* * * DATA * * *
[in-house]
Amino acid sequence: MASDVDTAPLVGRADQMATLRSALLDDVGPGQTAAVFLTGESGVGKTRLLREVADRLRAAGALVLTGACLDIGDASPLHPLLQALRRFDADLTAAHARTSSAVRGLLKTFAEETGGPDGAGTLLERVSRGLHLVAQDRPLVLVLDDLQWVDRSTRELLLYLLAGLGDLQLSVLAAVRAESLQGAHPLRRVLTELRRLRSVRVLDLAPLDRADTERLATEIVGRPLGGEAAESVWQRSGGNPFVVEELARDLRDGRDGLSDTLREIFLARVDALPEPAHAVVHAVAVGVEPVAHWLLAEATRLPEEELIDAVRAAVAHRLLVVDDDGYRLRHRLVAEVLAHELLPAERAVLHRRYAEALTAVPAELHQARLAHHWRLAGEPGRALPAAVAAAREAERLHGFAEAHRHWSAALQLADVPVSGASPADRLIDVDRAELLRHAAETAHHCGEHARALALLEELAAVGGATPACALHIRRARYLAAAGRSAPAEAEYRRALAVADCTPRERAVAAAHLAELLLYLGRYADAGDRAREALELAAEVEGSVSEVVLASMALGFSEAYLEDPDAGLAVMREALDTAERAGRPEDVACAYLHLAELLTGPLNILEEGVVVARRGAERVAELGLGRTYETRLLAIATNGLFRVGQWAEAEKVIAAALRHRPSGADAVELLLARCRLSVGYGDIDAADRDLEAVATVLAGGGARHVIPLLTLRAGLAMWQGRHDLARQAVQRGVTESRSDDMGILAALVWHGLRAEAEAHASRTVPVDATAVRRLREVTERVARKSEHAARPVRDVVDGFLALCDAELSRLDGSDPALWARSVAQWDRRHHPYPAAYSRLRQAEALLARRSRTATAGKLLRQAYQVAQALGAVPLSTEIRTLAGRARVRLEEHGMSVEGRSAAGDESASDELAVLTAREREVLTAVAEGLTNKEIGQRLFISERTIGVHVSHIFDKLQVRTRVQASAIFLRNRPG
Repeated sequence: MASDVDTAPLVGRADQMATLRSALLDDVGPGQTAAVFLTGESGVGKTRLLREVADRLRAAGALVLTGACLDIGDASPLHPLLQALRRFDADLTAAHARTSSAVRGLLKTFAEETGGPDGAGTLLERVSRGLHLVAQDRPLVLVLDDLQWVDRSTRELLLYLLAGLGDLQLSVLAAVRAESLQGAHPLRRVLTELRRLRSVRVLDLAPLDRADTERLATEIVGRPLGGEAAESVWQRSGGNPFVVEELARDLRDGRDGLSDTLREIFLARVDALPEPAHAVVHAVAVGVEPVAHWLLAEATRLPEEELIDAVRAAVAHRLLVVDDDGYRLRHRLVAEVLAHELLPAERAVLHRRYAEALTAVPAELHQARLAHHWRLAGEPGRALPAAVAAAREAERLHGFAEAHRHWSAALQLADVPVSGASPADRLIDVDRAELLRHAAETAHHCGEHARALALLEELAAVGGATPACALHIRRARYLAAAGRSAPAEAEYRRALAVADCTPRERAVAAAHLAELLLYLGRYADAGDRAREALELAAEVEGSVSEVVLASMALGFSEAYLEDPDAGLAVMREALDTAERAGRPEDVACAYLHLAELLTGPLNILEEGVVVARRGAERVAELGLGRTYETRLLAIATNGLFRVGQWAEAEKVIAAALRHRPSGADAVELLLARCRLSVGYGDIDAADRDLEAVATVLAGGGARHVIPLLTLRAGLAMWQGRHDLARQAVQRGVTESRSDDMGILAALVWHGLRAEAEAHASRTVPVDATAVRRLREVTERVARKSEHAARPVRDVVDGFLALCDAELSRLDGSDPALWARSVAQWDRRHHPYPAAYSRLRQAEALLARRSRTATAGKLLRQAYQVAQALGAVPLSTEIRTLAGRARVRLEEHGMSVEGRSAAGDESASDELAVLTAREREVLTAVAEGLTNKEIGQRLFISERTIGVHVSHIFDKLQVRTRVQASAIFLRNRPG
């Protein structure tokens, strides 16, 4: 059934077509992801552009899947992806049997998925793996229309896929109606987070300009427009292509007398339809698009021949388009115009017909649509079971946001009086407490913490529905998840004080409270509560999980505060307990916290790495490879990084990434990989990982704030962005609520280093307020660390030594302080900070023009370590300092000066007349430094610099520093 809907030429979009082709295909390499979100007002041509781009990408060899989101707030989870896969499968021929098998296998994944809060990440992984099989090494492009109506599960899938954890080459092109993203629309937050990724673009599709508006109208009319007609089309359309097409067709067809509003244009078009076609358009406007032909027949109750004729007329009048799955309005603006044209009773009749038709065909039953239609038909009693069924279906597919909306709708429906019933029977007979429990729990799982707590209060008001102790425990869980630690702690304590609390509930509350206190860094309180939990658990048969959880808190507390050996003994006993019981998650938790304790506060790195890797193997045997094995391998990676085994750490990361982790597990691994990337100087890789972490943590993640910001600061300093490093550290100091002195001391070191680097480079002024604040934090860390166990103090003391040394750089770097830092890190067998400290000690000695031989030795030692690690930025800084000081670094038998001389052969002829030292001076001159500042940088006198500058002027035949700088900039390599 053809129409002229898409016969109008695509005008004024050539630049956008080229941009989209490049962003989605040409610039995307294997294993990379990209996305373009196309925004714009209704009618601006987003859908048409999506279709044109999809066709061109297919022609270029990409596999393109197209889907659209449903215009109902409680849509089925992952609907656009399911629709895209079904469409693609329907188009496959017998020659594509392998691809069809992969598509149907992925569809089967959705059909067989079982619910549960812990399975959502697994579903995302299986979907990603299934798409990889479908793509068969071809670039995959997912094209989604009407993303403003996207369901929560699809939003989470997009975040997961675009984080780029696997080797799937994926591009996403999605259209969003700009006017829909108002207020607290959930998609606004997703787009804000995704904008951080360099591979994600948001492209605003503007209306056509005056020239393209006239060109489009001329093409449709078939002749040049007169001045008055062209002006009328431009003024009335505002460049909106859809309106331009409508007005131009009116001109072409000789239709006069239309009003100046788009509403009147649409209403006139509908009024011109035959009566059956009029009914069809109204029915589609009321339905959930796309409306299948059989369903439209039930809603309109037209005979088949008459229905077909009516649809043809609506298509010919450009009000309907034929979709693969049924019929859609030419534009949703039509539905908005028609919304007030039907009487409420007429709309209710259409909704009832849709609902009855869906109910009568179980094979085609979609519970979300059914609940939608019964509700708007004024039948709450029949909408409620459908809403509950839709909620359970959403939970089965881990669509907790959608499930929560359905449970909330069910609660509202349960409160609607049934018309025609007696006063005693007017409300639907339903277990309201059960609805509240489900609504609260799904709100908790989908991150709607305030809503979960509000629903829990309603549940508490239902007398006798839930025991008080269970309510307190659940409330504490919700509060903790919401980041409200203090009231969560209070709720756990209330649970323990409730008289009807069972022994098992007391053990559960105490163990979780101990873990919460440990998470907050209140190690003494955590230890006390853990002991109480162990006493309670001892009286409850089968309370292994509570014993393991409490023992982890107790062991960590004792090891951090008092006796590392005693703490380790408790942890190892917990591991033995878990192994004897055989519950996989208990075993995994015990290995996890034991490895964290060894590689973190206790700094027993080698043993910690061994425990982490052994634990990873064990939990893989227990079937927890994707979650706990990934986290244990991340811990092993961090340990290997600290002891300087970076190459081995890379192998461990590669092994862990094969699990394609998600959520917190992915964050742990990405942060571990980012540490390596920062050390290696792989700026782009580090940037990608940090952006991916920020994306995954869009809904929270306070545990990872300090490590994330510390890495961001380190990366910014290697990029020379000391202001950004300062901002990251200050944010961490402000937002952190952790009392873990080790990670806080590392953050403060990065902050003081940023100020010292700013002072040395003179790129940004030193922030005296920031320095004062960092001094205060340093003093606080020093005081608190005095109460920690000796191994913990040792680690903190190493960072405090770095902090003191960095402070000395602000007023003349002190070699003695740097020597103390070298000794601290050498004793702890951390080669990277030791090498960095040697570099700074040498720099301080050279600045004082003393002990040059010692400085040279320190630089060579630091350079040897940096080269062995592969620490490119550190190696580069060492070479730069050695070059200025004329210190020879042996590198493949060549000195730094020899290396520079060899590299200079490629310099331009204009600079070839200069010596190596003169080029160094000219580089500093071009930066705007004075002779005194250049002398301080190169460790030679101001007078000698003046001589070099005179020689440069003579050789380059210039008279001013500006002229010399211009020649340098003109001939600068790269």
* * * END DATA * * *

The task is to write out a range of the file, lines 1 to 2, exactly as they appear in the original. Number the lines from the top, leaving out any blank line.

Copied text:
[in-house]
Amino acid sequence: MASDVDTAPLVGRADQMATLRSALLDDVGPGQTAAVFLTGESGVGKTRLLREVADRLRAAGALVLTGACLDIGDASPLHPLLQALRRFDADLTAAHARTSSAVRGLLKTFAEETGGPDGAGTLLERVSRGLHLVAQDRPLVLVLDDLQWVDRSTRELLLYLLAGLGDLQLSVLAAVRAESLQGAHPLRRVLTELRRLRSVRVLDLAPLDRADTERLATEIVGRPLGGEAAESVWQRSGGNPFVVEELARDLRDGRDGLSDTLREIFLARVDALPEPAHAVVHAVAVGVEPVAHWLLAEATRLPEEELIDAVRAAVAHRLLVVDDDGYRLRHRLVAEVLAHELLPAERAVLHRRYAEALTAVPAELHQARLAHHWRLAGEPGRALPAAVAAAREAERLHGFAEAHRHWSAALQLADVPVSGASPADRLIDVDRAELLRHAAETAHHCGEHARALALLEELAAVGGATPACALHIRRARYLAAAGRSAPAEAEYRRALAVADCTPRERAVAAAHLAELLLYLGRYADAGDRAREALELAAEVEGSVSEVVLASMALGFSEAYLEDPDAGLAVMREALDTAERAGRPEDVACAYLHLAELLTGPLNILEEGVVVARRGAERVAELGLGRTYETRLLAIATNGLFRVGQWAEAEKVIAAALRHRPSGADAVELLLARCRLSVGYGDIDAADRDLEAVATVLAGGGARHVIPLLTLRAGLAMWQGRHDLARQAVQRGVTESRSDDMGILAALVWHGLRAEAEAHASRTVPVDATAVRRLREVTERVARKSEHAARPVRDVVDGFLALCDAELSRLDGSDPALWARSVAQWDRRHHPYPAAYSRLRQAEALLARRSRTATAGKLLRQAYQVAQALGAVPLSTEIRTLAGRARVRLEEHGMSVEGRSAAGDESASDELAVLTAREREVLTAVAEGLTNKEIGQRLFISERTIGVHVSHIFDKLQVRTRVQASAIFLRNRPG